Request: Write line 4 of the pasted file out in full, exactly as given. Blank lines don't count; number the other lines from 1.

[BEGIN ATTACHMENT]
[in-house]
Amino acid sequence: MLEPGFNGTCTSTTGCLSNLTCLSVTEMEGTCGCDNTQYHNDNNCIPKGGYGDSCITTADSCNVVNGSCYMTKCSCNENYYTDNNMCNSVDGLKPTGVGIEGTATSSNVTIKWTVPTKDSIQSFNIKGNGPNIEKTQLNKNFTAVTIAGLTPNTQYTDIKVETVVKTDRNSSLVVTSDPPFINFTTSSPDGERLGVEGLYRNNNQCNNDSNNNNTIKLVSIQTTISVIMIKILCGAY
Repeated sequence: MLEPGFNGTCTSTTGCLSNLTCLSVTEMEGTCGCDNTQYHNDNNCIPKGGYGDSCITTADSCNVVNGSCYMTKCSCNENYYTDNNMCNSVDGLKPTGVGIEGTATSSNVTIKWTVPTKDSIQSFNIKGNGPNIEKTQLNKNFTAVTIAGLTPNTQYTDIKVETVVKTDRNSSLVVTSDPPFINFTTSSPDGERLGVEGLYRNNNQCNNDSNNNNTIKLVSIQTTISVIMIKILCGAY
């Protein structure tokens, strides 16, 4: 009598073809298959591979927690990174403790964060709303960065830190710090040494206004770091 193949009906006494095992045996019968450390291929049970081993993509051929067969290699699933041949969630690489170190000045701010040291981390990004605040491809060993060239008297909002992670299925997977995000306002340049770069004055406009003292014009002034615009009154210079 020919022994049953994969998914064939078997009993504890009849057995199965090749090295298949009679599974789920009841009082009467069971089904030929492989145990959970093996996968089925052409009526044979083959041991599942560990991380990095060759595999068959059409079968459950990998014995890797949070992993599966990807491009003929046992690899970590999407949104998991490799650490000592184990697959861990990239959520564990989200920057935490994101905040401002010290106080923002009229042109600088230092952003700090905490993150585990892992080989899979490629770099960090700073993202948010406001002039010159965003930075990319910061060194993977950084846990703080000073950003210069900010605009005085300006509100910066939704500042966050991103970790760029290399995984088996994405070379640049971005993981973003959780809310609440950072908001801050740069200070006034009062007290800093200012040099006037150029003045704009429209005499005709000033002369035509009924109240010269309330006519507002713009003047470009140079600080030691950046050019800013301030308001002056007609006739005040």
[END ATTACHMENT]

């Protein structure tokens, strides 16, 4: 009598073809298959591979927690990174403790964060709303960065830190710090040494206004770091 193949009906006494095992045996019968450390291929049970081993993509051929067969290699699933041949969630690489170190000045701010040291981390990004605040491809060993060239008297909002992670299925997977995000306002340049770069004055406009003292014009002034615009009154210079 020919022994049953994969998914064939078997009993504890009849057995199965090749090295298949009679599974789920009841009082009467069971089904030929492989145990959970093996996968089925052409009526044979083959041991599942560990991380990095060759595999068959059409079968459950990998014995890797949070992993599966990807491009003929046992690899970590999407949104998991490799650490000592184990697959861990990239959520564990989200920057935490994101905040401002010290106080923002009229042109600088230092952003700090905490993150585990892992080989899979490629770099960090700073993202948010406001002039010159965003930075990319910061060194993977950084846990703080000073950003210069900010605009005085300006509100910066939704500042966050991103970790760029290399995984088996994405070379640049971005993981973003959780809310609440950072908001801050740069200070006034009062007290800093200012040099006037150029003045704009429209005499005709000033002369035509009924109240010269309330006519507002713009003047470009140079600080030691950046050019800013301030308001002056007609006739005040």